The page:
Greece: witnessing the migration crisis

Greece: witnessing the migration crisis


I have been covering refugees and migrants for over 25 years. The difference this time was that migrants were arriving in my homeland.

A couple of boats arrived every night. Everybody aboard was scared as they didn’t know how the police and locals would react. Small dinghies kept on arriving, even when the weather was rough. The Turkish coast was just 4-5 km away.


To start with the migrants were scared, unsure. They arrived overnight because they were hiding. Each time they saw a photographer or a local they thought it was the police about to arrest them. Sometimes they got frightened and even “surrendered” occasionally, lifting their arms. I shouted welcome to reassure them. Once on land they started laughing and giving “high fives”. The atmosphere was charged with emotion.

. Kos, Greece. Reuters/Yannis Behrakis
Syrian refugees carry their children as they jump off a dinghy.

Nobody expected there would be so many of them. The local community wasn’t prepared but most Greeks have some refugee blood and locals realised that these people only wanted to use Greece as a stepping-stone to move north.

There were families including children and old women. So people thought, “We need to help them”. At the beginning of a situation like this there is always some mistrust among both migrants and locals.

Soon migrants came to realise that people were friendly on the island of Kos and the police wouldn’t arrest them. Gradually they were more open and less fearful.

. Kos, Greece. Reuters/Yannis Behrakis

It was sunrise in Kos. The light was beautiful, crisp. An older Palestinian lady was sitting on the beach. She looked so calm. She didn't say anything and I didn’t want to be intrusive, so I took some pictures from a distance. Then I realised she was blind. That was a very emotional moment because as a photographer light means everything. I have always had this sensitivity for blind people.

. Idomeni, Greece. Reuters/Yannis Behrakis
A Syrian refugee baby sleeps in a box at Greece's border with Macedonia.

It was very quiet on the island before the tourist season started. I waited for two or three boats a night. I could hear the engines from the beaches. Moonlit nights can help a little to figure out where the boats are.

In the mornings I went to the abandoned Captain Elias Hotel, where most of the migrants and refugees were put up, to take more pictures.

. Piraeus, Greece. Reuters/Yannis Behrakis
An Afghan migrant is seen inside a bus after his arrival from Lesbos at the port of Piraeus, near Athens, in a ferry containing over 2,500 migrants and refugees.

The weather was good, so the migrants would camp on the beach, around the port or the town centre. The U.N. refugee agency UNHCR and Medecins Sans Frontieres, or Doctors without Borders, also arrived on the island to help. The migrants queued outside the police station to get temporary documents. Once they had those papers they could then buy a ticket to Athens and continue north.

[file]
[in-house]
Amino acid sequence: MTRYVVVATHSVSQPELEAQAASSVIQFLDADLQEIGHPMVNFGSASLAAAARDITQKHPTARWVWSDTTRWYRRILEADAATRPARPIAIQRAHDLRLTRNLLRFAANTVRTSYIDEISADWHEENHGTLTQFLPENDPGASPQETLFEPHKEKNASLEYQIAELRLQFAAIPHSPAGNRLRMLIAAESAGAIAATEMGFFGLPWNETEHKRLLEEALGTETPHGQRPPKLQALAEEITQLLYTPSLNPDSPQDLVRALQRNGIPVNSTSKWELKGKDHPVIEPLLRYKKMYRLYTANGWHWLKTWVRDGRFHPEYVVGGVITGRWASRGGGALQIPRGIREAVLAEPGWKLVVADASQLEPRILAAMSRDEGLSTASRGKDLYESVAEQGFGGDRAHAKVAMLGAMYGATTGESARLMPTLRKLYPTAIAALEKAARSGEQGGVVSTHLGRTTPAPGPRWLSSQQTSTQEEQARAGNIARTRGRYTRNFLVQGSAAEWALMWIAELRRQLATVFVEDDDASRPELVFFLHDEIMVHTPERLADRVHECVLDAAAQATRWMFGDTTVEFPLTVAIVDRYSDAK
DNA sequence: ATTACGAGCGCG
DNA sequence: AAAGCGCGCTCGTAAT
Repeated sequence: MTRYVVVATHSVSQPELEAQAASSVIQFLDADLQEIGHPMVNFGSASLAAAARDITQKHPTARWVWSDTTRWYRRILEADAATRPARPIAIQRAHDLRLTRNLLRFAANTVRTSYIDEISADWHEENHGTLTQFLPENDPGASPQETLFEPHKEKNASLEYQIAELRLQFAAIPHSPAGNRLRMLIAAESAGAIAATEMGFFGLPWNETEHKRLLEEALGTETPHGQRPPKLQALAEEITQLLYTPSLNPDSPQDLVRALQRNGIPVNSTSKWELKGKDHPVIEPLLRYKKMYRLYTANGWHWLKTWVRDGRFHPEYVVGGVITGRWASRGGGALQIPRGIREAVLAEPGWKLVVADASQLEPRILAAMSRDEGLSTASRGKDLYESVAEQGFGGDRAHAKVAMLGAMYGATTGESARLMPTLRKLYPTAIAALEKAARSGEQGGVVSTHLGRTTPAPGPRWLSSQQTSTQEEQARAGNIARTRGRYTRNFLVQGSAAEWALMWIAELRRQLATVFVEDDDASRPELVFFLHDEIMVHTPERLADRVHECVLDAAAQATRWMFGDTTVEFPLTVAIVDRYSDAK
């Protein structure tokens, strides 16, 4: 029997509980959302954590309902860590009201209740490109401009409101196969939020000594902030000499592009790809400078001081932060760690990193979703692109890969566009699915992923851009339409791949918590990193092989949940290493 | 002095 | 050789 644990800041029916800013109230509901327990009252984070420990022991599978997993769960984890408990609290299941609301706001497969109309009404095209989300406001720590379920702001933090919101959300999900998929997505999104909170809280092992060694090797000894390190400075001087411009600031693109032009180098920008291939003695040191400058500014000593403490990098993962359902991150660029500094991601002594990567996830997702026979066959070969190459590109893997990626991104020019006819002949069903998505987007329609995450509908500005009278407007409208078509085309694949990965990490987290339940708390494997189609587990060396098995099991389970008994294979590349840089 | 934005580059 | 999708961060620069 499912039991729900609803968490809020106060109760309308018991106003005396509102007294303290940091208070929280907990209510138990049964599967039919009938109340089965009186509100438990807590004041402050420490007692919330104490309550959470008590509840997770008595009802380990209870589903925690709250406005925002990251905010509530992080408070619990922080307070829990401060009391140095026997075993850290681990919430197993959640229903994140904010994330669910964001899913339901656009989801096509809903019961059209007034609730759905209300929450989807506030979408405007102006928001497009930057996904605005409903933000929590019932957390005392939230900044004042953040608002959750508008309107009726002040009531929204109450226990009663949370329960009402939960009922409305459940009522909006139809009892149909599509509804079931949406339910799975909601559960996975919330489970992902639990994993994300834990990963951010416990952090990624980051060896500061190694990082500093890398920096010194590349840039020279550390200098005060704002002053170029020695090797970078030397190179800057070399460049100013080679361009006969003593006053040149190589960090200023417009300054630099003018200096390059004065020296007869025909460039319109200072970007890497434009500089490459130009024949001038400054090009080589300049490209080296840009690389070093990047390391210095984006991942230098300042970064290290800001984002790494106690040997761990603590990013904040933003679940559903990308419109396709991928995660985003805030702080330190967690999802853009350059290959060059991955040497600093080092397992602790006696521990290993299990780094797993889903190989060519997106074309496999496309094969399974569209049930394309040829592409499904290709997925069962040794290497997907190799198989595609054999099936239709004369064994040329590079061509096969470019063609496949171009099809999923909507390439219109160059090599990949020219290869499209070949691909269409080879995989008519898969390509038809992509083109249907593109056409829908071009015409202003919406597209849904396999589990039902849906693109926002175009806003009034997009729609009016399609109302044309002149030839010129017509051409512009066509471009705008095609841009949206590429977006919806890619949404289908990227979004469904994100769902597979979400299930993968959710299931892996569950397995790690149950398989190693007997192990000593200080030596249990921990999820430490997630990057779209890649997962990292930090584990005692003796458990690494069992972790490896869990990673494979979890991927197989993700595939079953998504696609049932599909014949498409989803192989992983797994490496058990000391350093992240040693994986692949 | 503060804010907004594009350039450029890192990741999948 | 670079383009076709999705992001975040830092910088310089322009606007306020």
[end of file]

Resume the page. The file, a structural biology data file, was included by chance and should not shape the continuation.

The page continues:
. Lesbos, Greece. Reuters/Yannis Behrakis
Syrian refugee students dry out their documents.

On the island of Lesbos, I usually started working at 6:30am and finished at 11pm or midnight. Boats kept coming throughout the night. Around noon they stopped coming for few hours, I think because the sun was very strong. I would stop around 2pm, file some pictures to Singapore and then start again at about 4pm. I stayed in a four-room hotel on the coast with a taverna underneath, so I would often file pictures from outside to keep track of what was happening.

. Lesbos, Greece. Reuters/Yannis Behrakis

One day I was photographing a raft in Lesbos. I noticed a movement and thought somebody had jumped overboard. I focused using a long lens and saw the fin of a dolphin. The dolphin jumped almost in front of the raft. It was a truly magic moment. It was as if the dolphin was showing the way and welcoming the people on the raft.

. Idomeni, Macedonia. Reuters/Yannis Behrakis
Kurdish Syrian migrant Sahin Serko cries next to his 7-year-old daughter Ariana minutes after crossing the border into Macedonia.

The vast majority of those arriving are Syrians. There were also a lot of Afghanis from the Hazara ethnic minority and some Iranians, a few Pakistanis, Bangladeshis. Moroccans, Algerians and other migrants from Africa were also in the boats.

I was in Suruc on the Turkish-Syrian border about a year ago to document the thousands of Kurdish refugees fleeing the nearby Syrian town of Kobani. And there on Lesbos, a man I had spoken to in a refugee camp in Suruc recognised me. “I made it, man! I made it,” he told me.

. Lesbos, Greece. Reuters/Yannis Behrakis
Afghan migrant family members embrace each other after arriving on a beach.

The least challenging part of the assignment was taking pictures. The difficulty was the emotional involvement in the story. It was disappointing to see the same thing happening again and again.

. Idomeni, Greece. Reuters/Yannis Behrakis
Iranian migrant Hamid, 34, an electrical engineer from the Iranian town of Sanandij, sits on rail tracks in front of Macedonian riot police guarding the border with Greece.